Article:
• We expect to have the results of this work ready in 2017.

Understanding Predation

  • We have taken a central role in the SNH funded Understanding Predation project, which identified that both science and keepers agree that ground-nesting birds (waders, black grouse, grey partridge) need both habitat and predator control to thrive.
  • This overlap of research and practice is providing a strong framework for conversation with Scottish government about practical conservation requirements.
  • We will demonstrate the practicality of predator control at GWSDF Auchnerran, where habitat and keepering from 2008-2016 have supported nationally very high breeding densities of lapwing and curlew.

Spring traps and stoats

  • Uncertainty continues over which spring traps (almost all are currently variations of the Fenn trap) will be legally available to control stoats, and from when. The challenge is having both a cheap and effective trap now that the international (not EU, but global) standards for effectiveness are in place.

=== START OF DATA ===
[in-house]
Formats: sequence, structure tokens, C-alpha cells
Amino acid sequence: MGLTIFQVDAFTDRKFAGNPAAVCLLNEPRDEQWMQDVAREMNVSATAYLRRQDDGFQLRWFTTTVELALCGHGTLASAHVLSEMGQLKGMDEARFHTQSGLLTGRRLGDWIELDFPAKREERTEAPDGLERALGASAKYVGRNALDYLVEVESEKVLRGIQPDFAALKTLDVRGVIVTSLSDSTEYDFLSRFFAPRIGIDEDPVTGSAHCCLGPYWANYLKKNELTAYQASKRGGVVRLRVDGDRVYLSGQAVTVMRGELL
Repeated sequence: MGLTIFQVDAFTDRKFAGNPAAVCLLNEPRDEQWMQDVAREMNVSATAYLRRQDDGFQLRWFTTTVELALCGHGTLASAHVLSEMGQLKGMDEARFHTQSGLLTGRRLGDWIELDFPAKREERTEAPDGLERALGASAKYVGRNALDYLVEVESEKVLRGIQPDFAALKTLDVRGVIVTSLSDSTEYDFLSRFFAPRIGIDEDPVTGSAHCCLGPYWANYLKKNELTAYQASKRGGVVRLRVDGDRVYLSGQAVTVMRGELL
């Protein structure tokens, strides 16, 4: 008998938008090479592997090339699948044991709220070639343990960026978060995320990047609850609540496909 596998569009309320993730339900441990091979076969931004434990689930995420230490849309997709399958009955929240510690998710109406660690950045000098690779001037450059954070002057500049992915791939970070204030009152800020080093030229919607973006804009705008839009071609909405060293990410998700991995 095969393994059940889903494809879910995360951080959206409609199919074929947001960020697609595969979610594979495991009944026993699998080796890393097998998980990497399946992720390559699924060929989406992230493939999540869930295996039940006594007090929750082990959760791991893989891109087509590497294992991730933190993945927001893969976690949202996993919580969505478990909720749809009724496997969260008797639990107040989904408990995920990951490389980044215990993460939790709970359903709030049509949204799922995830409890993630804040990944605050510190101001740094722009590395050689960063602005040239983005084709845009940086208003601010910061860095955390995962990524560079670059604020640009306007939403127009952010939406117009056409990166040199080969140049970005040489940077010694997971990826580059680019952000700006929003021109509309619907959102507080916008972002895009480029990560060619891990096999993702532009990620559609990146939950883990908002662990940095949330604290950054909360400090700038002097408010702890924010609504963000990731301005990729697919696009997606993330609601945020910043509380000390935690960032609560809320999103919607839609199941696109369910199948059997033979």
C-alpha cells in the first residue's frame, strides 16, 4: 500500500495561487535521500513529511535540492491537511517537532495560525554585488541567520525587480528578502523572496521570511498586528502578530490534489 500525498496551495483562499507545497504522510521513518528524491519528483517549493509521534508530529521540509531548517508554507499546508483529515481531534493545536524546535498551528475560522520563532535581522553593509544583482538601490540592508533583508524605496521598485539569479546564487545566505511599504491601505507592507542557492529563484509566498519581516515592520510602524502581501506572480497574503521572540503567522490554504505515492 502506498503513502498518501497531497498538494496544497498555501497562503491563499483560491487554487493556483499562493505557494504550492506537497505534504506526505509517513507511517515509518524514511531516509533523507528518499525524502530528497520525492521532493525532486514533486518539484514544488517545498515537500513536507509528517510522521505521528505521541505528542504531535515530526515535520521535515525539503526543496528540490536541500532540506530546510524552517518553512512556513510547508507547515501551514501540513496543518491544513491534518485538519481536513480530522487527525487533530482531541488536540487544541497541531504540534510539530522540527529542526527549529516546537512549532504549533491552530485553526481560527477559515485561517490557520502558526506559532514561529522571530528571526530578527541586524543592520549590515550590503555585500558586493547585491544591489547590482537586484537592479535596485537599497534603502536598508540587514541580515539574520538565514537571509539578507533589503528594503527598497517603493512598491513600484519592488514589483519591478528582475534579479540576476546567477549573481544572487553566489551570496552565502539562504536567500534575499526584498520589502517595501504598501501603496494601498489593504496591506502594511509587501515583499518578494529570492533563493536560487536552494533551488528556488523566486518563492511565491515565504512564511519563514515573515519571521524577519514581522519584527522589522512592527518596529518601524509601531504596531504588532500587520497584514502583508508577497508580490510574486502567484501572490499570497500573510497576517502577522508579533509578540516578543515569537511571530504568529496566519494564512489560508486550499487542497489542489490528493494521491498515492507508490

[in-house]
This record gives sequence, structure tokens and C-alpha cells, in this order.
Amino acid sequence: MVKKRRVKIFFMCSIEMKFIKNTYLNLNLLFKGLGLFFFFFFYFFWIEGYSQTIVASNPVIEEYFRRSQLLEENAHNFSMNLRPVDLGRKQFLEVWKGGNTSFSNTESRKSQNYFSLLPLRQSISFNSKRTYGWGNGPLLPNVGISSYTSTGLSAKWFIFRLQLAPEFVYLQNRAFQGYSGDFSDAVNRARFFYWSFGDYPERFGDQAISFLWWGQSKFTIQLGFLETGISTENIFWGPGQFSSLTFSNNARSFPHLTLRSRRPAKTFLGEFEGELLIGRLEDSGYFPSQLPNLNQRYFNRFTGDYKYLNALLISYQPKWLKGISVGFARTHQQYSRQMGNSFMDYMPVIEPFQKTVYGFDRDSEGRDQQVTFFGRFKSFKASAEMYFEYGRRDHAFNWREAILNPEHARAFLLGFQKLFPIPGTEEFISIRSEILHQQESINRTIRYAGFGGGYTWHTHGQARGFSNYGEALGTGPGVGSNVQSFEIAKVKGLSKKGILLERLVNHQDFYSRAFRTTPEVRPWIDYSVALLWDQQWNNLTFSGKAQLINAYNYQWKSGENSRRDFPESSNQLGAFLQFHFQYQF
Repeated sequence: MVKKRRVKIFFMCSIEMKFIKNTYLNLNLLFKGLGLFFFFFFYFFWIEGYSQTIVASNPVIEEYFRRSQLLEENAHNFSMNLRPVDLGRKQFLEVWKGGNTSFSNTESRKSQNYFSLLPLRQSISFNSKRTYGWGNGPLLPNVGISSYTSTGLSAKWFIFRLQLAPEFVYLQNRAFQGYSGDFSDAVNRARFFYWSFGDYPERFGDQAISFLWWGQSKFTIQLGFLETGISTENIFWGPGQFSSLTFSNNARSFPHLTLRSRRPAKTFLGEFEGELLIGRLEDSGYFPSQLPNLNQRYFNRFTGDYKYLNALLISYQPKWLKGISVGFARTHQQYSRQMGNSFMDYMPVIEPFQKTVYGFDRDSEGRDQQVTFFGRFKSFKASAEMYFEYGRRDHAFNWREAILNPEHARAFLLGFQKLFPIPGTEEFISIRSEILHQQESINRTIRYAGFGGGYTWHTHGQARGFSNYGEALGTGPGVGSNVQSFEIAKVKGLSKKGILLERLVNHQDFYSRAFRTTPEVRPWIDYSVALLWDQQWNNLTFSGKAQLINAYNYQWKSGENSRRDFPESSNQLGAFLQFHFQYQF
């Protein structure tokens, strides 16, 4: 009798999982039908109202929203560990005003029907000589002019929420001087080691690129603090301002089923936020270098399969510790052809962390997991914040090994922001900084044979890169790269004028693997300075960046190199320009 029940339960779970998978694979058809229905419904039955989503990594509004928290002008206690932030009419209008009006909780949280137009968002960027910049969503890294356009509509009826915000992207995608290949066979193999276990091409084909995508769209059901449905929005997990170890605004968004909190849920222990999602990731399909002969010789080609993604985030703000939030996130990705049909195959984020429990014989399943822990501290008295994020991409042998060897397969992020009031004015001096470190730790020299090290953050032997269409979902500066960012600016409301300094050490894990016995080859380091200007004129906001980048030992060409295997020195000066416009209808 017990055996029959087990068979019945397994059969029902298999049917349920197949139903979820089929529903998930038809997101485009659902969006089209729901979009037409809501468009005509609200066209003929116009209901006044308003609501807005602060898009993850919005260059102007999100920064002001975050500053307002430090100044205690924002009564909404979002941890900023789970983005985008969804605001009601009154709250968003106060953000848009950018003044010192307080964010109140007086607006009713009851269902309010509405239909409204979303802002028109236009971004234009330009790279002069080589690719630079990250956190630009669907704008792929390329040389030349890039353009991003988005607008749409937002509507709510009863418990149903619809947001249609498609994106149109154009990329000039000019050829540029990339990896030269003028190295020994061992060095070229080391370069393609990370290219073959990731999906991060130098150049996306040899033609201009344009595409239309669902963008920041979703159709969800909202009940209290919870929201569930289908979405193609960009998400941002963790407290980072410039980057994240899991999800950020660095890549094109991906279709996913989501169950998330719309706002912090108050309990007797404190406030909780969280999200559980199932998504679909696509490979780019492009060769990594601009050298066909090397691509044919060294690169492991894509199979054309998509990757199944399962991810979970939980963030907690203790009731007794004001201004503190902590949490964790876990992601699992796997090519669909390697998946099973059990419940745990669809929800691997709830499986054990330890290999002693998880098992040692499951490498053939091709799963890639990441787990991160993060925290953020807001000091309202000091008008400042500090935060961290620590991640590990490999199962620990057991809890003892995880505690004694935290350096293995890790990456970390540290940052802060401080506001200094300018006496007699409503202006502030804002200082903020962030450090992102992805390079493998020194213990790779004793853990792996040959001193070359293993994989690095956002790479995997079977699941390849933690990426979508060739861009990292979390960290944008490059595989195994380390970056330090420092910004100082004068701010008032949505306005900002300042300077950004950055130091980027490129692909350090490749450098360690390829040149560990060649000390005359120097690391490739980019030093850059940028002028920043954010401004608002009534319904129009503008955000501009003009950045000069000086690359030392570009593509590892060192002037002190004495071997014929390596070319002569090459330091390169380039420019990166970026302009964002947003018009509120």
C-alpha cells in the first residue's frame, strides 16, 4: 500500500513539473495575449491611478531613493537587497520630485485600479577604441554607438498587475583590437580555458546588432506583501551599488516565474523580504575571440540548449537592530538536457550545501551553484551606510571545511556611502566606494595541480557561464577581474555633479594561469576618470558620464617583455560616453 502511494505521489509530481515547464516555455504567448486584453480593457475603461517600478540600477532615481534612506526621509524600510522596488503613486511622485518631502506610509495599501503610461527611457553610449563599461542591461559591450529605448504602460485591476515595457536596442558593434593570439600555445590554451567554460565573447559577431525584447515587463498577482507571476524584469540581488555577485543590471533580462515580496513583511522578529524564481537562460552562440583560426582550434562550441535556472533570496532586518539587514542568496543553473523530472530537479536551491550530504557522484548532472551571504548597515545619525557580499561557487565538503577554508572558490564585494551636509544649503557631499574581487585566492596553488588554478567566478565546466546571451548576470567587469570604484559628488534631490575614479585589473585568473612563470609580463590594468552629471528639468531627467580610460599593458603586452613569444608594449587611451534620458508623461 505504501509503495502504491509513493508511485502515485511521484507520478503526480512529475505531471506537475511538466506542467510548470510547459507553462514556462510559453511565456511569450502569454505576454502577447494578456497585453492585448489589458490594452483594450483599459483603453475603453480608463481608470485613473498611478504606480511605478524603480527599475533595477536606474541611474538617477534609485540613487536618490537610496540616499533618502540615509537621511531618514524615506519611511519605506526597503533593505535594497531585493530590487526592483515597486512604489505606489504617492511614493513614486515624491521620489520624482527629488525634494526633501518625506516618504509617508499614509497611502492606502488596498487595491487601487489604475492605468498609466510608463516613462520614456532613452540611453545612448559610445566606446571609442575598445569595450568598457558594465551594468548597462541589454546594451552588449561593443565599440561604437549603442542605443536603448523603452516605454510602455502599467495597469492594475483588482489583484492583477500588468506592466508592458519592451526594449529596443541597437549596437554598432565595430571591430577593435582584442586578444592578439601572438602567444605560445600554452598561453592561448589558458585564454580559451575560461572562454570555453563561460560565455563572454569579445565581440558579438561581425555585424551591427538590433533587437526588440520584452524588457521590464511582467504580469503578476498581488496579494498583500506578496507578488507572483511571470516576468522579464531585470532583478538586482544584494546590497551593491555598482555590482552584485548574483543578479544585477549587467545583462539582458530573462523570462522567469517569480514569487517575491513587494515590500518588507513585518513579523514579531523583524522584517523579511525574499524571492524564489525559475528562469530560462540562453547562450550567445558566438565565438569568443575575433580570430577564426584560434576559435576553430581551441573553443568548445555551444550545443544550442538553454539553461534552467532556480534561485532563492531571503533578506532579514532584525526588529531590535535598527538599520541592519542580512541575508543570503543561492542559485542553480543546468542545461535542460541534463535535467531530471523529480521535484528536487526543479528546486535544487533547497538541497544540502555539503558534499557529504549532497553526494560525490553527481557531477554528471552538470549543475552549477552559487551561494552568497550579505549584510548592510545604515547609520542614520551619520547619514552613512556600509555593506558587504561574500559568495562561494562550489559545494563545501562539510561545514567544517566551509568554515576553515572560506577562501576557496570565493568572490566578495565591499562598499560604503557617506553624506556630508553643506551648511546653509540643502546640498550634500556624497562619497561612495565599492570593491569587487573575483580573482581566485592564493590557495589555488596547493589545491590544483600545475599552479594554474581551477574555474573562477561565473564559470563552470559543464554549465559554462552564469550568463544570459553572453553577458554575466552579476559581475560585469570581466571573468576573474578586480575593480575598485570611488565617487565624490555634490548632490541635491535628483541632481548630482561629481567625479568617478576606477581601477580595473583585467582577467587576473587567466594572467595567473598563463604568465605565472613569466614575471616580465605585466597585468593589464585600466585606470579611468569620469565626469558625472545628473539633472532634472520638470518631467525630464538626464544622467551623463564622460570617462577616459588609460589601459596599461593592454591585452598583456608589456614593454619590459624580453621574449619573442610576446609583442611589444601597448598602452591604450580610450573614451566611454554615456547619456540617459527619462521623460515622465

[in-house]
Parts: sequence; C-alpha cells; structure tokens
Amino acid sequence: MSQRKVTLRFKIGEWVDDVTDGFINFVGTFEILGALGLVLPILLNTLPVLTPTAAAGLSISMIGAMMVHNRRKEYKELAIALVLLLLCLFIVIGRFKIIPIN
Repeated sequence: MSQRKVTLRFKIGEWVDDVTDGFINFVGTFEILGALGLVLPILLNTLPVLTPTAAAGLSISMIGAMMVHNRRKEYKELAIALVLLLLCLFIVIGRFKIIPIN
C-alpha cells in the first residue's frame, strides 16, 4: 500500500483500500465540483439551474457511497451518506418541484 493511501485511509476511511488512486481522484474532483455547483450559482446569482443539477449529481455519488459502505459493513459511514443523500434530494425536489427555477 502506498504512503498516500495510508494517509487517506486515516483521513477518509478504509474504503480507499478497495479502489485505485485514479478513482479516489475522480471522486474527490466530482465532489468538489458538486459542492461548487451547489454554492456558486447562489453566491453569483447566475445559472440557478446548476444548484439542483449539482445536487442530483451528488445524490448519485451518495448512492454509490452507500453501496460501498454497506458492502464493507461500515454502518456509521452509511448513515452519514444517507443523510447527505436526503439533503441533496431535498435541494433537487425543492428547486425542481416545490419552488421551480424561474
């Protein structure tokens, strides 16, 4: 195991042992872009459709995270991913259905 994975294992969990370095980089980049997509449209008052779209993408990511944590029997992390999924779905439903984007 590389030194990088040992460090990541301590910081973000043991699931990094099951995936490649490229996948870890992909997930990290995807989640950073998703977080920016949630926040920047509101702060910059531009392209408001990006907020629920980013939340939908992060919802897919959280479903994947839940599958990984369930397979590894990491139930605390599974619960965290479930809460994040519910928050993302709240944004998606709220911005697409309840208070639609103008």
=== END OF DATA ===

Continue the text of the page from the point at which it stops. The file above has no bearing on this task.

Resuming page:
• After 2018, DOC traps, the WCS tube trap, and Goodnature traps will be available. While they kill stoats humanely, they all have constraints on use: e.g. cost, efficiency, utility.
  • Proper funding for trap development and testing is now crucial and we are pressing government for a clear timetable for further type approval.

Langholm Moor Demonstration Project (LMDP)

  • It is regrettable that gamekeepering has now stopped again at Langholm, as the project has shown that grouse moor management is a good way for SNH to meet the conservation objectives of the SPA; the heather has been restored and harrier numbers got back up to 12 nesting pairs in 2014.
  • However, grouse moors need shooting as the economic driver and that has not been achieved at Langholm. This goal was not achieved, at least in part due to predation, monitoring showing that of 874 grouse found dead in the first six years of the project, 718 showed signs of raptors killing the grouse.